Have you been suffering from frequent heartburn?
According to a recent study, over 60 million Americans suffer from heartburn at least once per month. Additionally, some studies have found that over 15 million Americans experience symptoms of heartburn every day.
If you’re suffering from frequent heartburn, you’re probably wondering what’s causing it as well as what you can do to stop it.
Check out this guide to learn everything you need to know about recurring heartburn.
What is Heartburn?
First things first, what exactly is heartburn?
Heartburn is a discomfort or burning pain in the mid-chest or upper chest. Sometimes, it extends to the neck and throat. While some people describe the pain of heartburn as a burning sensation, others say it feels sharp or like their chest is tightening.
Many people experience more severe heartburn when they lie down or bend over. Typically, heartburn occurs after eating.
What Causes Frequent Heartburn?
It’s normal for everyone to experience heartburn from time to time. Occasional heartburn is rarely a cause for concern.
However, if you’re experiencing heartburn on a more frequent basis, there could be an underlying condition that needs to be treated.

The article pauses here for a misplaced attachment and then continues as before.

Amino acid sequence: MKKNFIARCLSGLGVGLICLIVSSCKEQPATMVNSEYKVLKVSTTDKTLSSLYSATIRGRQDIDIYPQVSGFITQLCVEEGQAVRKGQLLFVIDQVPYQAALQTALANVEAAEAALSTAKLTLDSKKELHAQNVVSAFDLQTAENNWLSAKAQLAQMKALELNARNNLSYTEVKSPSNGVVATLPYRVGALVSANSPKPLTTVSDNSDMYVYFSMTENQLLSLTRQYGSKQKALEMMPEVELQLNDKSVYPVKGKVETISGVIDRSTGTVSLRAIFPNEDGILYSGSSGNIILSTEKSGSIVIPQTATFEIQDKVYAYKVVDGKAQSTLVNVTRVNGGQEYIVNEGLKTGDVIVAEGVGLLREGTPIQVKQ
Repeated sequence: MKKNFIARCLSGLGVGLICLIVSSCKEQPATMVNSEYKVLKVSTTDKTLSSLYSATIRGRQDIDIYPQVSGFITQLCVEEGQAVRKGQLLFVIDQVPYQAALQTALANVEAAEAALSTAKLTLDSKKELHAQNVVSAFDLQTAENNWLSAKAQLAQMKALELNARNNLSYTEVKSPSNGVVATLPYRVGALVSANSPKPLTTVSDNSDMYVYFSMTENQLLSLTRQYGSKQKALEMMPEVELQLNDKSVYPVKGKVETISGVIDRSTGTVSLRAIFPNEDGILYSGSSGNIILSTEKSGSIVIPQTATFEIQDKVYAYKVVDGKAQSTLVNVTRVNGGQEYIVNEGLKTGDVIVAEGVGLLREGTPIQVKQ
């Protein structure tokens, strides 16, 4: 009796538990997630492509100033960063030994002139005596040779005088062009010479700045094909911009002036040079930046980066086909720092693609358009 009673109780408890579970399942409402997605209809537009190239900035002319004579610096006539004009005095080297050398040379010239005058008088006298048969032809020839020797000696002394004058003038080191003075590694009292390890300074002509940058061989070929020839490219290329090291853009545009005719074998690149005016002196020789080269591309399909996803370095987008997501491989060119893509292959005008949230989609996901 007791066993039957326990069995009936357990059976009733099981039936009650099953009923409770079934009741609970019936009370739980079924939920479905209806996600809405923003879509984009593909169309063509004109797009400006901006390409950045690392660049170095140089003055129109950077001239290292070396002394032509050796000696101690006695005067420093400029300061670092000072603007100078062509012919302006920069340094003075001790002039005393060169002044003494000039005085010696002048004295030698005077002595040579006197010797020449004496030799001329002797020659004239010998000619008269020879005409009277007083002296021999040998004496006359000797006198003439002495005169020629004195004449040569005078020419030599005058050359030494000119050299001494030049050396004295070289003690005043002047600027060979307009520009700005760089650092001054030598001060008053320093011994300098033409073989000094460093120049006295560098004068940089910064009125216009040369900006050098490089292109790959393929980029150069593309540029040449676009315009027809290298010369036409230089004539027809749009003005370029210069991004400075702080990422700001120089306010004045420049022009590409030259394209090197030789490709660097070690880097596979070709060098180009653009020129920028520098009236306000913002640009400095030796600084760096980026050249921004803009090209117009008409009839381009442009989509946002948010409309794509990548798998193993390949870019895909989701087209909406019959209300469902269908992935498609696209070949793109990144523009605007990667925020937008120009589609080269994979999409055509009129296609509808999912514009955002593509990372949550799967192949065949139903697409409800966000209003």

Typically, heartburn is caused by acid reflux. This is a condition in which the contents of your stomach are forced back up into your esophagus. When this occurs, you experience a burning sensation in your chest.
If you’re experiencing acid reflux more than twice a week, this is referred to as gastroesophageal reflux, or GERD.
People of all ages can suffer from GERD, and the cause of GERD is often attributed to lifestyle factors. Lifestyle factors typically associated with GERD include lack of exercise, obesity, and smoking.
How can you tell if you have GERD? Here are some of the common symptoms to look out for:
As we mentioned, experiencing heartburn more than two times per week typically means you’re suffering from GERD.
To figure out the frequency of your symptoms, we suggest making a note of every time you experience heartburn in your calendar. Write down when you experienced the heartburn as well as what you ate before you experienced it.
Chances are, you’ll begin to see a pattern emerge in terms of what you ate and when you ate it. You should also make note of whether or not you were lying down or bending over when you started experiencing the heartburn.
GERD is also characterized by chest pain. However, before you jump to this conclusion, it’s important to first rule out other heart conditions.
Chest pain may also indicate angina, cardiovascular disease, pneumonia, anxiety, asthma, or other serious issues. Schedule an appointment with your doctor to rule these out before you move onto GERD treatment.
Difficulty swallowing is called dysphagia. Dysphagia may be another symptom of GERD.
When stomach acid moves back into your esophagus, it can cause ulcers that turn into scars. Over time, these scars narrow your esophagus, making it more difficult for you to swallow.